Ignite Talk at the Women and Girls Foundation's Crossroads Conference on Tuesday, March 10, 2015.
I wasn’t “out” at work, so there were a lot of things I went without. Without health insurance that covered my health care needs. Without the safety, security, and freedom of living unapologetically in my truth. Without the support of my identity. THE ONE THING I DIDN’T HAVE TO GO WITHOUT WAS THE SUPPORT OF MY FRIEND, IAN. In January 2013, Ian really wanted to help me raise money for a surgery I so desperately needed so he suggested I start an online crowd source fundraiser for me to have chest reconstruction surgery, which cost $6,100. When the account was created, it connected to my email address and contact list. Within hours, emails about my trans identity and need for funds to pay for my medical needs had been sent to almost 7,000 people who I had known as long as 25 years.
I was petrified. I feared what people would think about me. Would they think that I had lied to them? Was I obligated to tell folks about my gender identity? Did it really matter? I had learned that it did matter. In fact, I knew that the group experiencing the highest murder rates in the World were, and are, trans women of color. And, trans men of color occupy the highest suicidality rate in the World. I was afraid. Afraid to be out in a system that had done its best to reign me in, take away my power, and strip me of my innate identity.
In truth, White supremacy has sown seeds of violence and erasure in the lives and experiences of people of color, women, and LGBTQIA+ individuals. Policy and legislative platforms have intentionally neglected to protect and serve these same communities -- as the individuals creating these policies reap the harvest of benefits on the very back of our maimed, exploited, and pillaged bodies.
As a Black and Native American man of trans experience, it is imperative that I acknowledge my full identity and live unapologetically in my truth as a man who stands at the crossroads of 7 syllables called intersectionality. The very fibers that compose my cultural identity are the basis of everyday systemic violence for me and people who look like me. Over the past several years, I have grown to understand that the Western culture in which we live and operate was designed – designed by men who do not look like me and had the intentionality and awareness to ensure that this system, a system built on genocide and forced free labor, would not provide the tools and resources for queer and trans people of color to thrive, excel, and be affirmed in their identities.
With that in mind, I invest in community by providing tools and resources for healing and restoration to deliberately shift paradigms and design initiatives to build sustainable change and to contribute to the movement and motivation of young people. Young people are our future; our health care providers, guides, humanitarians, teachers, ministers, activists, and leaders. And, it was with this vision that Garden of Peace Project was born -- to uplift, uphold, and empower the narratives and lived experiences of LGBTQIA+ individuals and to address the lack of education, employment, healthcare, and housing, and the violence that impacts us all. When Garden of Peace Project was founded, our focus was activism and advocacy. It didn't take long for us to see the pain and trauma that has been inflicted throughout the community.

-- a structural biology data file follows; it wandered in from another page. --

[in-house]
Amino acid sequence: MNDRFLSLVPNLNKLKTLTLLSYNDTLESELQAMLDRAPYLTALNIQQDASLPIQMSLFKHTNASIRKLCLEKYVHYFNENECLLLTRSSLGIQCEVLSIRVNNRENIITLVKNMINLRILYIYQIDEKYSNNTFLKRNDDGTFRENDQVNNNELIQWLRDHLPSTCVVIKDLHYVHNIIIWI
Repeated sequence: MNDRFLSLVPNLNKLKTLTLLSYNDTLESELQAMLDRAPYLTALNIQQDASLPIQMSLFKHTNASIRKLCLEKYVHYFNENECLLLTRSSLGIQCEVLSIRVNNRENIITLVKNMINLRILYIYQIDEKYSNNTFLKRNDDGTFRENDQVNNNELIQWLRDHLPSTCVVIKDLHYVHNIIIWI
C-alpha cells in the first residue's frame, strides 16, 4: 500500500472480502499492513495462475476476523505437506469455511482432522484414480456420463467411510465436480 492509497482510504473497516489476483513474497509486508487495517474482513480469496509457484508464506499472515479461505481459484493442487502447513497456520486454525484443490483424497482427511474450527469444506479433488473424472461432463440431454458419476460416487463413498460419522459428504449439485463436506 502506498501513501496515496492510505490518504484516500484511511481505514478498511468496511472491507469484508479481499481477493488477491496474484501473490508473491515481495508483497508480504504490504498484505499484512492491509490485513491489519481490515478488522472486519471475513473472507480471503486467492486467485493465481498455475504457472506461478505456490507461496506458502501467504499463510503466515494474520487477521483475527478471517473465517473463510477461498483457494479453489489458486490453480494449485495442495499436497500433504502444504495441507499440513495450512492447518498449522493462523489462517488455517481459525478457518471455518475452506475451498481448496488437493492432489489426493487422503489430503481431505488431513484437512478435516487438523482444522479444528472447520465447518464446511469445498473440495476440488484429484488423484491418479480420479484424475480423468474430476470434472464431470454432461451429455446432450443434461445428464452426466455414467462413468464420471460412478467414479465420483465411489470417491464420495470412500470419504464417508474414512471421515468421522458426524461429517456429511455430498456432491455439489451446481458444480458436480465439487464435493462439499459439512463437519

12: The average age a trans child is thrown away from their home
30.6: The average of the 12 trans women of color murdered between June 2014 and December 2014
50: The percentage of trans patients who report having to teach their doctor how to treat them. Imagine, going to the doctor with diabetes or high blood pressure and the doctor asking you what your treatment plan should be.
For the first two years, Garden of Peace Project was self-funded -- this is not sustainable, nor a long-term plan. With contributions and actions of solidarity from our community, Garden of Peace Project will continue to celebrate and honor the lives of queer and trans people. The lesson I learned from Ian was that I don’t have to tackle life’s obstacles alone and that I cannot continue to do this work without financial resources and tools. I have to speak up and speak out about my needs and the needs of the community. The way internalized White supremacy is set up looks like internalized shame, fear, and insecurity.
As an indigenous person, it is imperative that I embark on the journey, both as an activist for the community and as a Soul in my personal life, to dismantle White supremacy as a collective and cooperative that operates with the full knowing that ten pair of hands investing in and manifesting both literal and figurative spaces where queer and trans people of color are empowered to be brave enough to live in their authentic truths and speak power to their destinies. Revolution looks like leveraging your positions of power and privilege to contribute our work. If you can financially support us, do so. If you can spread the work about Garden of Peace Project, do so. We each have a role. This is what standing in solidarity with this fight looks like.
Over two years later, I know that I made the right decision -- and I never imagined that I would feel this liberating. The decision to live as my full Self means that I live in each day organically; knowing that I am a majestic, holy, and royal King with the capacity to speak truth to power and lay claim to what I chose as the calling to my life before I came here. Fighting for liberation is the evolution of Self and majesty of Spirit.
What does your liberation look like to you?
Michael David Battle
As a lecturer, writer and advocate, Michael David Battle’s vision is to ignite others and move them to action through courageous conversations, exploring vulnerabilities, and collectively manifesting spaces of healing and restoration.